I would like to ask this in more of a general sense than anything, just for people to make note.
I am printing out things for people and some files have some edges hanging out the side. I always worry, since it is printing in mid air, that it would screw up the print. But I was able to go, maybe 1mm(I am not to good with metric when it comes to guessing). My question is, how far at 90* from a wall can a printer pull off before it is necessary to have support? This would help me when slicing up files.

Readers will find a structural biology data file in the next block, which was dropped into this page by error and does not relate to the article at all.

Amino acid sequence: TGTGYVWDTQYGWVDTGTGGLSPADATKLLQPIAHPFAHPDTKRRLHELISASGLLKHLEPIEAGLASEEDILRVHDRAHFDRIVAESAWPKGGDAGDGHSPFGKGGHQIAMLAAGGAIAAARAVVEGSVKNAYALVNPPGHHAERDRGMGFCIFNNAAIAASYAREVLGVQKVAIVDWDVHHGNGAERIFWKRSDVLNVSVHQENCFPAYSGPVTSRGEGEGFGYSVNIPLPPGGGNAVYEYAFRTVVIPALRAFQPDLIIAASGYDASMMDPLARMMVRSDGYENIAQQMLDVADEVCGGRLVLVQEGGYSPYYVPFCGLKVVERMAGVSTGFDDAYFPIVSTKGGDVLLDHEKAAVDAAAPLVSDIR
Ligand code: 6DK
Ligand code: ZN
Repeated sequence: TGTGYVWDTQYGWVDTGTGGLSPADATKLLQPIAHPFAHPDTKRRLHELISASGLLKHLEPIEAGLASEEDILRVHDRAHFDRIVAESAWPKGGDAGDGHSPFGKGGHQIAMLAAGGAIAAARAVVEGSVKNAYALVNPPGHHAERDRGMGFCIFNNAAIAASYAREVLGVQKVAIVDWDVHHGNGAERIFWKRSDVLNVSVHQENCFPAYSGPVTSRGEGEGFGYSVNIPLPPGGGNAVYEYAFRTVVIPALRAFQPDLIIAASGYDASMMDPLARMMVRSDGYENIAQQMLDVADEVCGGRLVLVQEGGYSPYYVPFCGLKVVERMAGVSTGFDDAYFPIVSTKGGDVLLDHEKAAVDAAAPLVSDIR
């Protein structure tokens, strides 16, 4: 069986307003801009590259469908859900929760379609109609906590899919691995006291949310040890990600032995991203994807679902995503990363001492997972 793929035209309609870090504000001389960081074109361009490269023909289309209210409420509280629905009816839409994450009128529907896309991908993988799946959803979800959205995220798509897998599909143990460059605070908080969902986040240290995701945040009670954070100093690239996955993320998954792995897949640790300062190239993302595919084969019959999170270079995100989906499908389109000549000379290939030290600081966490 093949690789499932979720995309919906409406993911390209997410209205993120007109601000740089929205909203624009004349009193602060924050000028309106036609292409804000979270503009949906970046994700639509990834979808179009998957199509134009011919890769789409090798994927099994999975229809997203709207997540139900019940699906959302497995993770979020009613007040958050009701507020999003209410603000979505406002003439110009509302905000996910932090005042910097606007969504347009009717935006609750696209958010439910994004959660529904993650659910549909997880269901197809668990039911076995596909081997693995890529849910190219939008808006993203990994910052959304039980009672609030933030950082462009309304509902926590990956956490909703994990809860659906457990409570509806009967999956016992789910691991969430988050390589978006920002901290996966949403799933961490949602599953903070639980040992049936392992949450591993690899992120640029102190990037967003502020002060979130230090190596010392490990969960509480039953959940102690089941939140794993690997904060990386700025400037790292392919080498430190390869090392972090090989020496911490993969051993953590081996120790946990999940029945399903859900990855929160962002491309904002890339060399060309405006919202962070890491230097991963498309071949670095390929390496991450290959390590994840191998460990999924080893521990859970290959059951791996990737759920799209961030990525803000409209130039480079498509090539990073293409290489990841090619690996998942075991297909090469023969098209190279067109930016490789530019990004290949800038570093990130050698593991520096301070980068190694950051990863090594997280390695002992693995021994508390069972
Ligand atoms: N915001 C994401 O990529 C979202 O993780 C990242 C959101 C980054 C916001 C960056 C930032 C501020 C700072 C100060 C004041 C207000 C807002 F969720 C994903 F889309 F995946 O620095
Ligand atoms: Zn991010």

It is typical for a 3D printer to be able to manage one-half the width of the nozzle for unsupported layer printing. This frequently calculates out to a realistic 45° from the start point.
If you are getting 1 mm extension from a 0.4 mm nozzle you are doing well. It's possible that the layers are not strongly bonded at the point of extension from the vertical wall, but are then strengthened by the layers printed above, if they do not extend excessively.
If your part is designed well, the extension will be distributed gradually over more than one layer, allowing that 1 mm extension over 2.5-3 layers without impacting the appearance of the model in an excessive manner.
The above does not apply to bridges, as it involves a different dynamic for the printer/slicer software.